Apptio CEO Sunny Gupta
Apptio CEO Sunny Gupta

Is Apptio prepping for an IPO? No, the company says.

However, a memo sent to ex-employees by Apptio general counsel Todd Smith is getting lots of attention among current and former employees, sparking speculation about the company’s future plans.

The memo indicates a change in the company’s bylaws preventing stock sales or transfers of common stock acquired on or after July 14th. Experts in corporate law say such a step sometimes but not always indicates a company preparing to go public, or laying the groundwork to be sold.

“You may continue to exercise your options after July 14th, pursuant to the terms of your option agreement, but you will not be able to sell or otherwise transfer the stock received from such options,” Smith wrote in the email. “The restriction will end upon the occurrence of an IPO or further action by the Board.”

However, Apptio spokeswoman Erika Bitzer said that the change in bylaws does not indicate a pending IPO.

“We regularly review our practices at Apptio and this is just good housekeeping to protect the company and its employees,” Bitzer said via email.

The change could be a method for Apptio to prevent stock sales in secondary markets like Sharepost, which creates a market in which early shareholders in late-stage venture-backed companies can sell to outsiders.

Apptio may not want shares floating on those types of markets with an IPO or sale in the works, legal experts said.

We’ve discussed Apptio as a possible IPO candidate in the past, especially after the Bellevue company named former Microsoft CFO Peter Klein to its board and tapped former Amazon.com vice president of investor relations Sean Boyle as CFO. Apptio has raised $136 million in venture financing, including a $45 million round in May 2013. In the company’s 2012 venture financing round, Apptio commanded a valuation of $600 million — larger than some publicly-traded companies. (RealNetworks is valued at $277 million and Blue Nile is valued at $308 million, by comparison).

Last fall, CEO Sunny Gupta told GeekWire that he’s looking to build a long-lasting company in the Pacific Northwest, one that changes how CIOs run information technology departments.

“We’ll consider every option that sets us up for growth and longevity, but we don’t have any specific plans at this time,” he said.

Interestingly, Apptio may have already positioned itself to go public given new rules that allow companies to file documents with the SEC without disclosing key financial information to the public. It’s unclear whether that is the case in this situation. The company’s backers include Greylock, Madrona and Andreessen Horowitz.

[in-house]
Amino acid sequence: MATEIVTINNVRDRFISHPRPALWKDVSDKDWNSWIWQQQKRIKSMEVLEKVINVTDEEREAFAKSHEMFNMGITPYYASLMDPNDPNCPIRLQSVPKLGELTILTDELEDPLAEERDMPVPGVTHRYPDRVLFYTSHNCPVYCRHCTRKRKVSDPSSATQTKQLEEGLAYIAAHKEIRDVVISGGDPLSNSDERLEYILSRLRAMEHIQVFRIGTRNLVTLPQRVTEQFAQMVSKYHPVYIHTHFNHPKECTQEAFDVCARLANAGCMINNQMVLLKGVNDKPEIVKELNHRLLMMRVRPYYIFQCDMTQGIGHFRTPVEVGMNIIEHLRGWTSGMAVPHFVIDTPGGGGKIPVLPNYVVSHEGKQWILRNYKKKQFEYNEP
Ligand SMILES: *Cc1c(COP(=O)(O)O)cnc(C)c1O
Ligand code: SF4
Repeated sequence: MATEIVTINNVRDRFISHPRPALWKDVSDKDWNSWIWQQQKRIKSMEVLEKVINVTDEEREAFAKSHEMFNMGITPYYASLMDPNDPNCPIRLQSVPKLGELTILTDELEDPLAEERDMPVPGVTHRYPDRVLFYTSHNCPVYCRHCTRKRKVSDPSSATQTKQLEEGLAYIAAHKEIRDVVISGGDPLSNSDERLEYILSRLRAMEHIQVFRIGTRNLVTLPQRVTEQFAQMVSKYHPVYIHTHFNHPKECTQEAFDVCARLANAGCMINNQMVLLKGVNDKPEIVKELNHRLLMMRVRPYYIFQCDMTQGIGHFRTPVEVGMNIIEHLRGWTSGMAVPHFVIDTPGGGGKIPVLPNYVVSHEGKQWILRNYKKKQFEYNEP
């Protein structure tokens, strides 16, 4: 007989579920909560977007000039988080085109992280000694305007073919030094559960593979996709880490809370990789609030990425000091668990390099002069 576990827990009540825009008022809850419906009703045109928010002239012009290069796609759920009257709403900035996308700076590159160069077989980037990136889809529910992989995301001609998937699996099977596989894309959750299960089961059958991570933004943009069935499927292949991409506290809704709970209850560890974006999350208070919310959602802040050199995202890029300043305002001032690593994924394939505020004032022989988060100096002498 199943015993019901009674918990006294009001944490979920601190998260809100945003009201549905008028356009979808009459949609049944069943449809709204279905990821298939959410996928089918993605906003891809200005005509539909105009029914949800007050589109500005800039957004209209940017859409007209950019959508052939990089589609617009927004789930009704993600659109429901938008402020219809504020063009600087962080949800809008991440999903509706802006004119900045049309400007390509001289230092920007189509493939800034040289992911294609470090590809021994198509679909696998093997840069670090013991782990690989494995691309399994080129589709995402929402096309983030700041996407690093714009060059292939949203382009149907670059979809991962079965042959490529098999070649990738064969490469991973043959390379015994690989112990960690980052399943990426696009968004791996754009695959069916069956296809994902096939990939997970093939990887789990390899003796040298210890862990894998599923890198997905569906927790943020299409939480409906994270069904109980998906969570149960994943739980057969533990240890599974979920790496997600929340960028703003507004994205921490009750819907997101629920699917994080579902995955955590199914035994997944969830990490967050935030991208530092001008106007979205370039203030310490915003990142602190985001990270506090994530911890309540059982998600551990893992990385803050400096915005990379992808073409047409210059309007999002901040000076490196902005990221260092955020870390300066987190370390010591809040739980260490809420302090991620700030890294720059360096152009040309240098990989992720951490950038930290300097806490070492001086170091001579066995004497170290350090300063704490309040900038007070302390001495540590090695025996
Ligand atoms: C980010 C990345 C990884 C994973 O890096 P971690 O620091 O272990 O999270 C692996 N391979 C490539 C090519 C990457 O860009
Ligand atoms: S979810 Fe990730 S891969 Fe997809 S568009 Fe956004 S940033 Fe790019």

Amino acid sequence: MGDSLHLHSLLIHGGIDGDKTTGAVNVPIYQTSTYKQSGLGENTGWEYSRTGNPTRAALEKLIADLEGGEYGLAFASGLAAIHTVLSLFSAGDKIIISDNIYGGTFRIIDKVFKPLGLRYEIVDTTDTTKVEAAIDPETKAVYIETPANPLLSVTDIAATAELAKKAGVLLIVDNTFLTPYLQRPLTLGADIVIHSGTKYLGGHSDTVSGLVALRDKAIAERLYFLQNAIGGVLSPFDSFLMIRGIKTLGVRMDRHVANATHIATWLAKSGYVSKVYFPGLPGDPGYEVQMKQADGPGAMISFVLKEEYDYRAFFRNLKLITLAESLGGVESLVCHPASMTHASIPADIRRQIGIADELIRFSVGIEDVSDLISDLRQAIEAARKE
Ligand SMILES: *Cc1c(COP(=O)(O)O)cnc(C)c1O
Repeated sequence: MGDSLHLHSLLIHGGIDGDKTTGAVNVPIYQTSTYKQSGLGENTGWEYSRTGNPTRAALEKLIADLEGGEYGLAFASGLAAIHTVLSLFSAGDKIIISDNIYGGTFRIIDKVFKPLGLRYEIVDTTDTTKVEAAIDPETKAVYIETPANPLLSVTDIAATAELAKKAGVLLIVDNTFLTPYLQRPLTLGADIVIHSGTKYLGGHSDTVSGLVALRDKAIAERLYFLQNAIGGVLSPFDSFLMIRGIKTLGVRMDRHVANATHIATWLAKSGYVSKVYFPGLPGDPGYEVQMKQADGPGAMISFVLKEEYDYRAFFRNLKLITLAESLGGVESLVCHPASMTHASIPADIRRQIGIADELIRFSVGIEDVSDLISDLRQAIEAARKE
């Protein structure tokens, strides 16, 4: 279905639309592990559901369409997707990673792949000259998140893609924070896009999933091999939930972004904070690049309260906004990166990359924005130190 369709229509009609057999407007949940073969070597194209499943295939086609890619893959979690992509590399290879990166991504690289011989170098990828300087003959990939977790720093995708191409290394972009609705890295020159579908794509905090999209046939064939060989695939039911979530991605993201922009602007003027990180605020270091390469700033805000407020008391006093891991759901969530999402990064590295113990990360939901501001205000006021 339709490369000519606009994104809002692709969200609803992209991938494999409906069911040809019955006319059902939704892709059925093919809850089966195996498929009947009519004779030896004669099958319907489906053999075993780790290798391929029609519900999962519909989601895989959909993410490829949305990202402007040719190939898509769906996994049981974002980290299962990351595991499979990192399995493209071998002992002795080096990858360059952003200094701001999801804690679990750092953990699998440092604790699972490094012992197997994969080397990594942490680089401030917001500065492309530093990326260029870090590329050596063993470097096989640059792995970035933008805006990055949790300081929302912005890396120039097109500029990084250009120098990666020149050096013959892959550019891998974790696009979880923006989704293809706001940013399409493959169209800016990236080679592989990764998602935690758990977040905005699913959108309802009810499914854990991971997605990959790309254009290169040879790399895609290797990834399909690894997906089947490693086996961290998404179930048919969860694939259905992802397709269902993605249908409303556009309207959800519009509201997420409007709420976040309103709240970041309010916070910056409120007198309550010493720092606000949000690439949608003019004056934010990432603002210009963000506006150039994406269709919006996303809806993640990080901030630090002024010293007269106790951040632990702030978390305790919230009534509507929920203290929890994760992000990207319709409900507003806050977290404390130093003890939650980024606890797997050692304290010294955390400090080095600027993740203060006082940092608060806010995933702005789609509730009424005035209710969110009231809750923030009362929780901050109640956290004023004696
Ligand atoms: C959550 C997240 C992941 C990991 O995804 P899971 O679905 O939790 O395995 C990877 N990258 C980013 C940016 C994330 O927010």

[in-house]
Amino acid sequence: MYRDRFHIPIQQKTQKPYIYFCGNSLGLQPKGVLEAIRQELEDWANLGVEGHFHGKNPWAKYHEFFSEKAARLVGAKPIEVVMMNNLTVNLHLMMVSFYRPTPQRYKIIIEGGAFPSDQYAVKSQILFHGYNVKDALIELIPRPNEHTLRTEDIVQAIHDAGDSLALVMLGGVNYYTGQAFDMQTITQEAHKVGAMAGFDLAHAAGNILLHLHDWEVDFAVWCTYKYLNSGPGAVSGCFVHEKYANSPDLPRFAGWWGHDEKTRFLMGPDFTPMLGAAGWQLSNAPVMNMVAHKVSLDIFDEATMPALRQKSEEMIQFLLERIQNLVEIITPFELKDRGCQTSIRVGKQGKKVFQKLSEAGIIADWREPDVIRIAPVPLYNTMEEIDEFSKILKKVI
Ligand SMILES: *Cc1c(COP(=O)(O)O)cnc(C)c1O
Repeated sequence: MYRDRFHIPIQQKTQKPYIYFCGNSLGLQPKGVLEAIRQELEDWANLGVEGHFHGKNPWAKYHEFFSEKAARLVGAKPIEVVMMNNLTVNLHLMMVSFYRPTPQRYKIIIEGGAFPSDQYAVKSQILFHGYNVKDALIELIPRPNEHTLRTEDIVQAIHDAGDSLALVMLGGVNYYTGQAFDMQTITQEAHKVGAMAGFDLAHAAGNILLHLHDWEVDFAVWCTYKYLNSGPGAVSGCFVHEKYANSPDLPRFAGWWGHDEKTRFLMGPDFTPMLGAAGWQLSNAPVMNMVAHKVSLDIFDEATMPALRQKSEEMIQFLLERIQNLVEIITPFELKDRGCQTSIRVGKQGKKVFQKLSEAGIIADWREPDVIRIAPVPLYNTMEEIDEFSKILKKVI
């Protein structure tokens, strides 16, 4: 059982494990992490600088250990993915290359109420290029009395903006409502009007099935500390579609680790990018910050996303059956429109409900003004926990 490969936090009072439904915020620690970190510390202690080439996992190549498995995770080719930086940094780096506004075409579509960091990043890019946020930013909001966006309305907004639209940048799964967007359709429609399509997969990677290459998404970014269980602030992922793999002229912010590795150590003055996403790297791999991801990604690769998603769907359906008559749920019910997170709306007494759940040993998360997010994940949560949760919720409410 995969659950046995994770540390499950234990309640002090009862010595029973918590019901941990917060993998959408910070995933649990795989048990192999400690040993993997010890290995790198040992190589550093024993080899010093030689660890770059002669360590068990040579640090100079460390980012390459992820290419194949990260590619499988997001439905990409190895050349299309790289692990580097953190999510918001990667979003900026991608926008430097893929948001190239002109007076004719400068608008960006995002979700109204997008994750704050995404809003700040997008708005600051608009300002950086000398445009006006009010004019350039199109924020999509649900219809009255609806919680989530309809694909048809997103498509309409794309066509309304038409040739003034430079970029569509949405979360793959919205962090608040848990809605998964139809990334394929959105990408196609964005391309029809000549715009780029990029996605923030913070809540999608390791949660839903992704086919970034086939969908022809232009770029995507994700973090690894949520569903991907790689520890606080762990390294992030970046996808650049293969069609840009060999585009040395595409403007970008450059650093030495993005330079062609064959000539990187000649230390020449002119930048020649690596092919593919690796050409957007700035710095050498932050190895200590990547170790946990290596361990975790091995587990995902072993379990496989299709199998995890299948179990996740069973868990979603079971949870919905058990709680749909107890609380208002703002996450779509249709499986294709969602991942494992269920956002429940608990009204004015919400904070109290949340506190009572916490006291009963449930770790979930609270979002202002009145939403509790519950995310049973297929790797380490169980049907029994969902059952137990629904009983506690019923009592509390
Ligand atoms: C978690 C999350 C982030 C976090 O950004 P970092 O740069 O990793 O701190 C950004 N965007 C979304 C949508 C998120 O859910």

Here’s the full memo that was sent by Smith.

To Certain Apptio Former Employees:

You are receiving this email because you may still possess vested options to buy Apptio stock and may be within the ninety day post-termination exercise window. This is to let you know of a policy change implemented by Apptio this week regarding the sale of Company stock. On July 14, 2014, pursuant to actions taken by the Board of Directors and the majority shareholders, the Company’s Bylaws were amended to prohibit transfers (including sales) of Company common stock acquired on or after July 14th. This includes any stock received from option exercises that occur on or after July 14th. You may continue to exercise your options after July 14th, pursuant to the terms of your option agreement, but you will not be able to sell or otherwise transfer the stock received from such options. The restriction will end upon the occurrence of an IPO or further action by the Board. This restriction does not apply to common stock (not options) already held by a shareholder prior to July 14th, 2014.

If you have any questions about this policy change, please feel free to contact me via email or the number below.

Todd W. Smith
General Counsel

Comments

  • lawyer

    This is pretty standard corporate housekeeping for later stage companies. Seems to happen when a company starts to have some former employees look to sell stock on Second Market or elsewhere after the price gets to high for the company to exercise rights of first refusal. Uber made a similar change a year ago, many others did it in varying forms after Facebook had a ton of stock hitting Second Market causing it to worry about backing into being a public company due to the 500 shareholder rules. It isn’t a leading indicator of an IPO, just that Apptio has started to get bigger, has been around for a while, its value is pretty high and has accumulated some former optionholders as shareholders. Interesting but not indicative of anything.

  • smurf

    I know a few former employees who sold their exercised options on the secondary market a couple years back. In one case an investor group slurped up enough like this in order to gain some access to the board of directors.

    I exercised my vested options a few years ago when I left the business and soon after declined an offer to purchase them from a secondary buyer. Occasionally I wonder if I missed an opportunity not selling.

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